Unfortunately he doesn't get the chance to prove any of this because the lady's brother arrives for her. And all this happens in the course of an hour!!
During Yorick's stop in Montriul, he hires out a lad, La Fleur, as a servant. He is really a musician, but proves to be loyal and helpful along the way. They spend quite a bit of time in Paris, and Yorick comments on the good and the downright pathetic. Many people are exceedingly polite and genteel, but others are unbelievably rude. In between flirting with the ladies, he is struck by the poverty, and the large number of dwarfs living in the city, a result, he believes, of overcrowding and lack of room to grow. He finds much to shock him, only to realize, after a month spent in the city those same things now he "found inconsequent and perfectly innocent." Perhaps the most comical is Madame de Rambouliet, whom he describes as, correct, virtuous, and pure of heart. One day, as they are on a trip out of town, she suddenly orders the coach to stop. Upon questioning her, she replies to Yorick, "Rien que pisser." (I'll let you figure that one out.)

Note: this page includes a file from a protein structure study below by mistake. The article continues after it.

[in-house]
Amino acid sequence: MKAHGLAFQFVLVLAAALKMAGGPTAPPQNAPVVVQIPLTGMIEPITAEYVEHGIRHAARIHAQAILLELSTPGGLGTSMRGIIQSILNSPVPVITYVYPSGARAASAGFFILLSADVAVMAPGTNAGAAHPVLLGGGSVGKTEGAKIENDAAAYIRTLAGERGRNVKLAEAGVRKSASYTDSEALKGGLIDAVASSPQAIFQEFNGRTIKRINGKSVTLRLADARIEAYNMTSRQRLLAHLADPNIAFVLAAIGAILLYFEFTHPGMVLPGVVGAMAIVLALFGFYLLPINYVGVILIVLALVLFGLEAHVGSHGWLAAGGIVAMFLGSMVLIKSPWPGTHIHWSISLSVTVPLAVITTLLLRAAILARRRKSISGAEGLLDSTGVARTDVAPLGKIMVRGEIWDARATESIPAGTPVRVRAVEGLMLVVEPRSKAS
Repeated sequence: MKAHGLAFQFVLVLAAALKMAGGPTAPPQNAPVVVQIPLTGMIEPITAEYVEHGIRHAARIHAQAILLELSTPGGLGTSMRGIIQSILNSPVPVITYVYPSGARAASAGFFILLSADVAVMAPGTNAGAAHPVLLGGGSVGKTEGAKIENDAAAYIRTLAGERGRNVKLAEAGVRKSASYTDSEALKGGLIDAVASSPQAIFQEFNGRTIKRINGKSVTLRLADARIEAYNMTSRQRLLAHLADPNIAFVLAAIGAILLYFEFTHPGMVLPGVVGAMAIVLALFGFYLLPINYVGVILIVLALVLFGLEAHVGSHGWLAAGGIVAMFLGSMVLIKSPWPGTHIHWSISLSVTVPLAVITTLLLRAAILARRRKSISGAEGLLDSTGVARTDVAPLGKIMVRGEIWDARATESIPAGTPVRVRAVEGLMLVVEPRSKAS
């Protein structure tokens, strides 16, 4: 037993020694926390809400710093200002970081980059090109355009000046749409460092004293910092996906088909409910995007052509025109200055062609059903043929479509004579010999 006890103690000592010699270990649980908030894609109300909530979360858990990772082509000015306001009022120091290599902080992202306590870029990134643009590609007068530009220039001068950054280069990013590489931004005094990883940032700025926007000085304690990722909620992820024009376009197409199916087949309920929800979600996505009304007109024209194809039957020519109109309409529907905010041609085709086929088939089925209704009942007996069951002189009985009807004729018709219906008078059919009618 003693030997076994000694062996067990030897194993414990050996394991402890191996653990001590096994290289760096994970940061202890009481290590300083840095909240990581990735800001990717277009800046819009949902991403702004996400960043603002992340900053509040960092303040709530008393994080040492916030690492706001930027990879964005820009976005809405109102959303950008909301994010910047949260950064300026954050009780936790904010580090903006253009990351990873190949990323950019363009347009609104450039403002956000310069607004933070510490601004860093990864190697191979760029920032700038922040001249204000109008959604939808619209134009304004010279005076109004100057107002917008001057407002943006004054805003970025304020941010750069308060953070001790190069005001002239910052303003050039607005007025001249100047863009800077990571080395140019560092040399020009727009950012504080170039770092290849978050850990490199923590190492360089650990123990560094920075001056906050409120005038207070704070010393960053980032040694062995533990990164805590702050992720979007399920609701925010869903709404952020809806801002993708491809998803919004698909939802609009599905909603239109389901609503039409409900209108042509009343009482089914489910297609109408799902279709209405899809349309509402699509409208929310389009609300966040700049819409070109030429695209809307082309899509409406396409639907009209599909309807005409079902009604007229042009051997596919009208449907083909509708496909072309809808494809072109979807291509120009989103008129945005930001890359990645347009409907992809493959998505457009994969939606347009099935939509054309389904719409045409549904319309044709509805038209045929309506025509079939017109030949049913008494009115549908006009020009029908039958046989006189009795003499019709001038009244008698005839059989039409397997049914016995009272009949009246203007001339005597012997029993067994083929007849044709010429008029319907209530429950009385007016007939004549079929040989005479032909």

And so ends Volume I and my review of Yorick's travels. Volume II follows, but you will have to read it yourself to see how his journey ends! I will say this, though: In Volume II, Yorick's sentiments become even more amplified and he falls in and out of love at the drop of a hat. You will chuckle one minute while your heart breaks the next, and I guarantee you will burst into laughter at the end, (what a naughty boy, that Yorick!).
I cannot recommend this book highly enough. Sterne had a rare gift for putting into words the entire gamut of human emotions. You not only read this tale, you feel it, deeply. It's completion leaves one exhausted! Sterne had planned to add additional volumes, but sadly, died one month after the publication of these two.
*A Desobligeant in a Remise